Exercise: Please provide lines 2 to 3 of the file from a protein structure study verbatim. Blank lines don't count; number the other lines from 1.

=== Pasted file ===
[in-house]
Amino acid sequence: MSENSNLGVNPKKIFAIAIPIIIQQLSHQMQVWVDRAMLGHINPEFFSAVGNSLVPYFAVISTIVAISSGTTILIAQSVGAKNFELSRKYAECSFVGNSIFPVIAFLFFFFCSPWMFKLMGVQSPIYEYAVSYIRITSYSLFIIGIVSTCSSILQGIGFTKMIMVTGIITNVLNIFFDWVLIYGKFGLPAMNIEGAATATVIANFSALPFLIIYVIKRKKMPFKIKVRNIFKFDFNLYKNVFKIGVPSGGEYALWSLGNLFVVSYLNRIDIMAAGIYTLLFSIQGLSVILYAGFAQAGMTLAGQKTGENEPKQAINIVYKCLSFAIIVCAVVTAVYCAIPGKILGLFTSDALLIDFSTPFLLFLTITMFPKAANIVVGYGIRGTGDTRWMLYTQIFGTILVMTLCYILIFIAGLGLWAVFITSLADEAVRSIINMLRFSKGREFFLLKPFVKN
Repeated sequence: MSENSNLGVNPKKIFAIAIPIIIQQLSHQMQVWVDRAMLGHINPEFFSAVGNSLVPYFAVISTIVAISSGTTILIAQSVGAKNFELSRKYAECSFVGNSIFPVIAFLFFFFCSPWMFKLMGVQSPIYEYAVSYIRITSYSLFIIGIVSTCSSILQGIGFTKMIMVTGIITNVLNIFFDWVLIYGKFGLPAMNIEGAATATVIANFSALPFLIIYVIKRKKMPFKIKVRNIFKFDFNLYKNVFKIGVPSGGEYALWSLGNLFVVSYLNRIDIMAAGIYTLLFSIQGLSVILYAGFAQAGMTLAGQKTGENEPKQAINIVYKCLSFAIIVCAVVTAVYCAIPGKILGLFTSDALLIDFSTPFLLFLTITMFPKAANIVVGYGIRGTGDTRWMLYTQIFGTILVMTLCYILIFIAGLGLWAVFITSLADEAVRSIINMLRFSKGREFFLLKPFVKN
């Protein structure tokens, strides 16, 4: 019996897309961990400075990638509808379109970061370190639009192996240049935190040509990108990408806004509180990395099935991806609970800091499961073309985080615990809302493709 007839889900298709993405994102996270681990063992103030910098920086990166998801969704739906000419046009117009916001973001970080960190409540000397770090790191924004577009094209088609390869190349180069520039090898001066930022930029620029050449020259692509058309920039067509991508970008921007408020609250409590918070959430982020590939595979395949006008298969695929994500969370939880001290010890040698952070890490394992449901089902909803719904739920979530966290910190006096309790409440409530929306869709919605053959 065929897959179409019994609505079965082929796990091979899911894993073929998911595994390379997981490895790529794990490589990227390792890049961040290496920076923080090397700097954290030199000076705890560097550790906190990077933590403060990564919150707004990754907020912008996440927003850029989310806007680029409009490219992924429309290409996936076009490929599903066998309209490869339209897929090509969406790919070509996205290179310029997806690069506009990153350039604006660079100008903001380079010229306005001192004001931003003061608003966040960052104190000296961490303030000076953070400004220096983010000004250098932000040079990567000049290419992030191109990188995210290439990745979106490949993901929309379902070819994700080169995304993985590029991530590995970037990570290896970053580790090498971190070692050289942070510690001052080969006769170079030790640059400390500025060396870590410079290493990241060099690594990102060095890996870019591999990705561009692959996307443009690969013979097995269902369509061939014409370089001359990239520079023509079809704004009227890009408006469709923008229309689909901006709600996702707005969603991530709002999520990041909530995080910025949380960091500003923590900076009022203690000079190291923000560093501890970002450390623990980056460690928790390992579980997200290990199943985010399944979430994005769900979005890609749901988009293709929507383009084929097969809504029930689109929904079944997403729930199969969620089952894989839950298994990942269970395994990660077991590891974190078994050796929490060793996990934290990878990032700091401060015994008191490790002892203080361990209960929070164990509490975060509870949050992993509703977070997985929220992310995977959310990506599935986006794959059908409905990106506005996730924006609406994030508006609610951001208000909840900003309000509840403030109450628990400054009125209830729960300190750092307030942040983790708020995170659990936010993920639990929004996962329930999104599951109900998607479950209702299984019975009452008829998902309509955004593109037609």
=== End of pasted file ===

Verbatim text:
Amino acid sequence: MSENSNLGVNPKKIFAIAIPIIIQQLSHQMQVWVDRAMLGHINPEFFSAVGNSLVPYFAVISTIVAISSGTTILIAQSVGAKNFELSRKYAECSFVGNSIFPVIAFLFFFFCSPWMFKLMGVQSPIYEYAVSYIRITSYSLFIIGIVSTCSSILQGIGFTKMIMVTGIITNVLNIFFDWVLIYGKFGLPAMNIEGAATATVIANFSALPFLIIYVIKRKKMPFKIKVRNIFKFDFNLYKNVFKIGVPSGGEYALWSLGNLFVVSYLNRIDIMAAGIYTLLFSIQGLSVILYAGFAQAGMTLAGQKTGENEPKQAINIVYKCLSFAIIVCAVVTAVYCAIPGKILGLFTSDALLIDFSTPFLLFLTITMFPKAANIVVGYGIRGTGDTRWMLYTQIFGTILVMTLCYILIFIAGLGLWAVFITSLADEAVRSIINMLRFSKGREFFLLKPFVKN
Repeated sequence: MSENSNLGVNPKKIFAIAIPIIIQQLSHQMQVWVDRAMLGHINPEFFSAVGNSLVPYFAVISTIVAISSGTTILIAQSVGAKNFELSRKYAECSFVGNSIFPVIAFLFFFFCSPWMFKLMGVQSPIYEYAVSYIRITSYSLFIIGIVSTCSSILQGIGFTKMIMVTGIITNVLNIFFDWVLIYGKFGLPAMNIEGAATATVIANFSALPFLIIYVIKRKKMPFKIKVRNIFKFDFNLYKNVFKIGVPSGGEYALWSLGNLFVVSYLNRIDIMAAGIYTLLFSIQGLSVILYAGFAQAGMTLAGQKTGENEPKQAINIVYKCLSFAIIVCAVVTAVYCAIPGKILGLFTSDALLIDFSTPFLLFLTITMFPKAANIVVGYGIRGTGDTRWMLYTQIFGTILVMTLCYILIFIAGLGLWAVFITSLADEAVRSIINMLRFSKGREFFLLKPFVKN